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UNNALAppObjects



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April 30, 2009 3:16 pm

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There was a time, in a previous ZENworks Agent, that you could access the “F2 Easter Egg” of the Application Explorer System Tray icon / More button, that would let you selectively remove (they referred to it as Uninstall) Application Objects that have been distributed to the workstation. That was a great support/troubleshooting feature that was later removed (for some reason).

In pursuit to re-enable that ability to effectively force a re-distribution of an application object, I have written this tool, UNNalAppObjects.

This tool will provide you with a list of NAL Application Objects that have been *Distributed* to user/workstation and allowing you to multi-select from the list those application objects references you want removed from the registry.

This will in effect cause the associated NAL application object to re-process it’s Distribution Options. This is a good troubleshooting measure when right-clicking on a NAL shortcut and selecting VERIFY does not remedy the application issue you may be addressing (particularly if it has chained application dependencies), and you’re wanting to force a re-install of the application:

NOTE: Not all NAL Objects have associated Distribution Options. The list provided (as shown above) displays only the application objects that have associated Distribution Options. To see ALL application objects referenced in the registry as being distributed, launch the command with an ALL parameter:

UNNalAppObjects ALL

(Alternatively, you can hold down the CTRL key while selecting OK to toggle between *ALL* NALs or just *Distributed* NALs)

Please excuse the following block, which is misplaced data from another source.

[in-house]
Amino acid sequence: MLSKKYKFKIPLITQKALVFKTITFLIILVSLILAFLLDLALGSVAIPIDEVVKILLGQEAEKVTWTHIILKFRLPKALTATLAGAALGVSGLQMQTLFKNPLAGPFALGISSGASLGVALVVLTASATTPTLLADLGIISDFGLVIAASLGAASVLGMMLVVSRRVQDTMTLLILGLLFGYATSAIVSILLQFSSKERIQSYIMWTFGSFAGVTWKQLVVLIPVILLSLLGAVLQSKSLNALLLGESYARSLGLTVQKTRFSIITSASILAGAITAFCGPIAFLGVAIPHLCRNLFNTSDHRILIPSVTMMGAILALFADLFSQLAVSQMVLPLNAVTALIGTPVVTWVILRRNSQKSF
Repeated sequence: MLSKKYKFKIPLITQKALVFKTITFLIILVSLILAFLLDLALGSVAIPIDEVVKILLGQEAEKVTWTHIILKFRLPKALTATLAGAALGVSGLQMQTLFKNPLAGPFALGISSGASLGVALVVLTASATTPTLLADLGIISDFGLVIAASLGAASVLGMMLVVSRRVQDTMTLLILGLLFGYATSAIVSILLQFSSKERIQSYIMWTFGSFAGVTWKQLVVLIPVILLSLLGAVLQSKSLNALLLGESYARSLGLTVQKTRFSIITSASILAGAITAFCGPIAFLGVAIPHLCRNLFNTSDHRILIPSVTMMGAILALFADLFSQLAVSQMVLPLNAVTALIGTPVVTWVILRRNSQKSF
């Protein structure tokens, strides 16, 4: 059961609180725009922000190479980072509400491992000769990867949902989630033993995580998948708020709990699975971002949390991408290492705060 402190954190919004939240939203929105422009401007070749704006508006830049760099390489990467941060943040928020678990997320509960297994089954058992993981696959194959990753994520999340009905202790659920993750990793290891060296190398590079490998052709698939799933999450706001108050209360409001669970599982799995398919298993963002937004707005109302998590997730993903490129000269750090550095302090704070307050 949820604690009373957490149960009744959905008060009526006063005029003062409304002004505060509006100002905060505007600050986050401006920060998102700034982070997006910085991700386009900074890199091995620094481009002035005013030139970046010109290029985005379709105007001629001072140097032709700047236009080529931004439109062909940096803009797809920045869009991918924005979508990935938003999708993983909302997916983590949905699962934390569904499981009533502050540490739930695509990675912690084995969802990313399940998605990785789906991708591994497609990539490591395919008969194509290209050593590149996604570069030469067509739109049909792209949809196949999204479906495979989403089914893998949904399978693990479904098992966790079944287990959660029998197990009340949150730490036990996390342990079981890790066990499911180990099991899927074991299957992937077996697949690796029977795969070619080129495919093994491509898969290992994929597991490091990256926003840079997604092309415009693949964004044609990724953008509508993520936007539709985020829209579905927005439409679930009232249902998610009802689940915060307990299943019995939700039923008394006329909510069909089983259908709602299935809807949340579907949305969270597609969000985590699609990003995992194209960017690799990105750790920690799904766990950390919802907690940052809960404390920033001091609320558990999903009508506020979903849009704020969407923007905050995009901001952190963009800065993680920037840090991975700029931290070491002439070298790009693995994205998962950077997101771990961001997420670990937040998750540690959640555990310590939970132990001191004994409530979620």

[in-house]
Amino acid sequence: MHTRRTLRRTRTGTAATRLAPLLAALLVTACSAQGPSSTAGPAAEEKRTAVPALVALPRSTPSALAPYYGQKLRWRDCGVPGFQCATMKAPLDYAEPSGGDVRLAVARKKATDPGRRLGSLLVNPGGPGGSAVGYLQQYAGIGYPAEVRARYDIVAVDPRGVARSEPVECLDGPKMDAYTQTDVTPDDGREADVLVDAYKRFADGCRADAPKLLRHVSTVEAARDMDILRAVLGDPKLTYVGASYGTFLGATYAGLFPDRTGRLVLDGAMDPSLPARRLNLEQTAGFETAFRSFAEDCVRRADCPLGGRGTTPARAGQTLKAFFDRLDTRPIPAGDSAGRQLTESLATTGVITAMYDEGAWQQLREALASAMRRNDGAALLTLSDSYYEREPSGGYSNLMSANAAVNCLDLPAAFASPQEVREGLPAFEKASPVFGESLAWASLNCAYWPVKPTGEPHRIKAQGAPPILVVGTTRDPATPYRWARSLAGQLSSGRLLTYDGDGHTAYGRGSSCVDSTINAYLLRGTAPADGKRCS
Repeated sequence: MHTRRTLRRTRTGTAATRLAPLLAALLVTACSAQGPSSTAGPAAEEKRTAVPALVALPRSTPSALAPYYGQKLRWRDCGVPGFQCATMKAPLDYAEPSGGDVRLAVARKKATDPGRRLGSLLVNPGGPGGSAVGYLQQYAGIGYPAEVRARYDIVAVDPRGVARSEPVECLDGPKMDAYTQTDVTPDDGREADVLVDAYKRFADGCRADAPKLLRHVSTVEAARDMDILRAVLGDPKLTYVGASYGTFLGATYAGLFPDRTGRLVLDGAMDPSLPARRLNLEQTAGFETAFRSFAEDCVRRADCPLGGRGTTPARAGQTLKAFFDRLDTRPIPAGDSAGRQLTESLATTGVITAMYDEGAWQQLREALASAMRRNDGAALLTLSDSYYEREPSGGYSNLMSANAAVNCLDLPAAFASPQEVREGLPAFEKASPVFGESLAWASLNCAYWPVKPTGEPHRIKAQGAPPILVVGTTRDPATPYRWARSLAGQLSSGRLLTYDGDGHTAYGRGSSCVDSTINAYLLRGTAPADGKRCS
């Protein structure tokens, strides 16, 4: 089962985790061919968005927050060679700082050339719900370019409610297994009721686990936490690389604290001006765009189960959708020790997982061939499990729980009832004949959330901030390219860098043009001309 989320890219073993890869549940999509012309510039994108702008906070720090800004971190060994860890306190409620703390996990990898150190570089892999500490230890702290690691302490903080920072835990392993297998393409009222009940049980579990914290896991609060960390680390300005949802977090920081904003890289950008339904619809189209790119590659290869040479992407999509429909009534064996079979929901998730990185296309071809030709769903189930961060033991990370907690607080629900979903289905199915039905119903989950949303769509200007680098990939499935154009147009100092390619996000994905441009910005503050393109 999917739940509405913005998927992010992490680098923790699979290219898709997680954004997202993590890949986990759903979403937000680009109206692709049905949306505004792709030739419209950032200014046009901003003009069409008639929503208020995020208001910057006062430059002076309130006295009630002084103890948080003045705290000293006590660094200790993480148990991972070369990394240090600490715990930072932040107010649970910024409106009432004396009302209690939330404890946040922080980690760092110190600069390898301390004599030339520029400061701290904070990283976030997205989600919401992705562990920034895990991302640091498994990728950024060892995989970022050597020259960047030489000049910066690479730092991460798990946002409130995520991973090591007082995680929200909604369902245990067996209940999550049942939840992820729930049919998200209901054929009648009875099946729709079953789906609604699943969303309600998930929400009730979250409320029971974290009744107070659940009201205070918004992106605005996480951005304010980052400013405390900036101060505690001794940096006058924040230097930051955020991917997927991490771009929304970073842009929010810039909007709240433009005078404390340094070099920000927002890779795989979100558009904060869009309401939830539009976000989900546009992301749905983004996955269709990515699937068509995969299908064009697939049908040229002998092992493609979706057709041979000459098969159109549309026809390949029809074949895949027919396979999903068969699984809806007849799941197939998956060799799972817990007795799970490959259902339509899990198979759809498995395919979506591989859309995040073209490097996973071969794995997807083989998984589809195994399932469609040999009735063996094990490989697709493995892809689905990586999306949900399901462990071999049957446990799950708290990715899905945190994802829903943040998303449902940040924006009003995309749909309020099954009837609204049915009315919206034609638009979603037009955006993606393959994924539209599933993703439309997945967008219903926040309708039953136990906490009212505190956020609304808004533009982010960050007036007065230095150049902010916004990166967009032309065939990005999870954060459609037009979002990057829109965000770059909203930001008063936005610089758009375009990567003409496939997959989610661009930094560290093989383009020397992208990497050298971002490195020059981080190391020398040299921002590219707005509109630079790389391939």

TECHNICAL DETAILS:

Because of the way we chain certain application objects, some NAL icons don’t VERIFY like you might expect. When you choose to verify a particular application from the “red-arrow NAL icon”, it only re-processes the Distribution Options items for that particular object (right-click the NAL icon, select Properties to see the application object name being referenced):

Any distribution rules for the dependent objects to the selected object are *NOT* reprocessed. The only way to have the dependent objects re-distribute is to change or remove the “Version” registry value to those dependent objects that tells NAL whether they have been installed:

[HKEY_CURRENT_USER\Software\NetWare\NAL\1.0\Distribute\VOP_TREE\0DEA7D20-5E1A-11D7-992B-C48728549C40]
"Version"="HVER3"
"LastRun"=dword:4263eb42
"DN"="D_PermitsPlus32_SQL_5.NALs.VOP"

Let me use one of my application objects as a good example: The application appears to the user via the D_PermitsPlus32_Client object, as shown in the PermitsPlus SQL Properties dialog image shown previously. However, as you see here, it has an application dependency chain of several other objects:

When I right click and VERIFY the Permits Plus icon that I present to the user(s), it is only processing the Distribution Options for *that object only* – not any of the application dependency objects below it – which (may be) what’s required to, in effect, re-install/re-distribute the application from scratch.

When applications objects get distributed, they get recorded in any of the following registry keys (and below), depending on how they’ve been associated to the user or workstation:

HKEY_CURRENT_USER\Software\NetWare\NAL\1.0\Distribute\(TREE_NAME)
 HKEY_CURRENT_USER\Software\NetWare\NAL\2.X\Session\(TREE_NAME)
 HKEY_LOCAL_MACHINE\SOFTWARE\NetWare\NAL\1.0\Distribute\(TREE_NAME)
 HKEY_LOCAL_MACHINE\SOFTWARE\NetWare\NAL\2.X\Distribute\(TREE_NAME)

To get a chained application object to be redistributed, you would need to manually search through the registry under each of these keys, and delete their references. This was a tedious and irritating process. UNNALAppObjects gives you a simple, GUI interface for removing these registry references.

ASSUMPTIONS:

This tool has not been tested on ZCM / ZENworks 10 clients – not sure it it’ll work in that environment. It’s primarily intended for Zenworks 7 and earlier.

Also, the person running UNNalAppObjects must have the ability to run regedit.exe and have necessary rights to the registry keys referenced above.

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Disclaimer: This content is not supported by Novell. It was contributed by a community member and is published "as is." It seems to have worked for at least one person, and might work for you. But please be sure to test it thoroughly before using it in a production environment.

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